On Monday, the National Science Foundation announced that it had awarded a 5-year, $25 million grant "to Harvard and Massachusetts Institute of Technology to study how the brain creates intelligence and how that process can be replicated in machines." ["Harvard, MIT join on artificial intelligence research," by Sharon Gaudin, Computerworld, 9 September 2013] The grant will be used to establish a Center for Brains, Minds and Machines that will be based at MIT. According to a press release from the National Science Foundation, the Center for Brains, Minds and Machines will partner with a number of other U.S. and international institutions and organizations. ["New center to better understand human intelligence, build smarter machines," 9 September 2013] Those institutions and organizations include:
- California Institute of Technology
- Cornell University
- Harvard University
- Rockefeller University
- Stanford University
- University of California, Los Angeles
Broadening Participation institutions
- Howard University
- Hunter College
- Universidad Central del Caribe, Puerto Rico
- University of Puerto Rico, Río Piedras
- Wellesley College
- City University, Hong Kong
- Hebrew University of Jerusalem
- Italian Institute of Technology
- Max Planck Institute for Biological Cybernetics, Tübingen
- National Center for Biological Sciences, Bangalore, India
- University of Genoa
- Weizmann Institute of Science
Commenting on the announcement, Samantha Wood writes, "The search for artificial intelligence is jumping out of the world of sci-fi movies and into a world much closer to home — MIT." ["National Science Foundation Pours $25M into MIT's New Artificial-Intelligence Research Center," BostInno, 9 September 2013] Wood also reports that the Center for Brains, Minds and Machines (CBMM) was only one of three new research centers the NSF announced it was going to fund through its Science and Technology Centers Integrative Partnerships program. Although the NSF press release didn't give details about the other two centers, it did contain a statement from Wanda Ward, head of NSF's Office of International and Integrative Activities, which oversees the program. Ward Remarked, "NSF is pleased to support a cohort of exceptionally strong center proposals in Fiscal Year 2013 that scientifically 'top the charts' in terms of their timeliness and their potential contribution to U.S. competitiveness. These new leading-edge centers will produce the next generation of diverse, globally engaged talent and have the potential to attract more Nobel Prize-caliber researchers."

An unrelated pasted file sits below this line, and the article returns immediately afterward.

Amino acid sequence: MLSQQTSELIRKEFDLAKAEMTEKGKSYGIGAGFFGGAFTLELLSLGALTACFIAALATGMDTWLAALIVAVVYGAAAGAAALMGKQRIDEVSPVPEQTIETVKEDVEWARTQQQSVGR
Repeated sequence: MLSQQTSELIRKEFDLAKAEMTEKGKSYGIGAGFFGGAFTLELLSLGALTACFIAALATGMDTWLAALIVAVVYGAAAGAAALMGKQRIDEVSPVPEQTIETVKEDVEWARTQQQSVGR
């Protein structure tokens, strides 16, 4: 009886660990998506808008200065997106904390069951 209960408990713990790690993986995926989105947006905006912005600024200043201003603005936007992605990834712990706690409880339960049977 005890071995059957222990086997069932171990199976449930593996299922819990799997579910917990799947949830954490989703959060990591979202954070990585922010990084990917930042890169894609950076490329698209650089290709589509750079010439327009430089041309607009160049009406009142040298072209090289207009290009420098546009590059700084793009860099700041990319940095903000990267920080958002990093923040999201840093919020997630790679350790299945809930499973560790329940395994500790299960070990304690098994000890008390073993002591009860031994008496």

The NSF press release also noted that the CBMM was part of the broader BRAIN Initiative announced by the White House back in April 2013. The White House press release about the Brain Initiative stated that it was "designed to revolutionize our understanding of the human brain." ["Fact Sheet: BRAIN Initiative," White House press release, 2 April 2013] The release continued:
"Launched with approximately $100 million in the President’s Fiscal Year 2014 Budget, the BRAIN (Brain Research through Advancing Innovative Neurotechnologies) Initiative ultimately aims to help researchers find new ways to treat, cure, and even prevent brain disorders, such as Alzheimer's disease, epilepsy, and traumatic brain injury. The BRAIN Initiative will accelerate the development and application of new technologies that will enable researchers to produce dynamic pictures of the brain that show how individual brain cells and complex neural circuits interact at the speed of thought. These technologies will open new doors to explore how the brain records, processes, uses, stores, and retrieves vast quantities of information, and shed light on the complex links between brain function and behavior."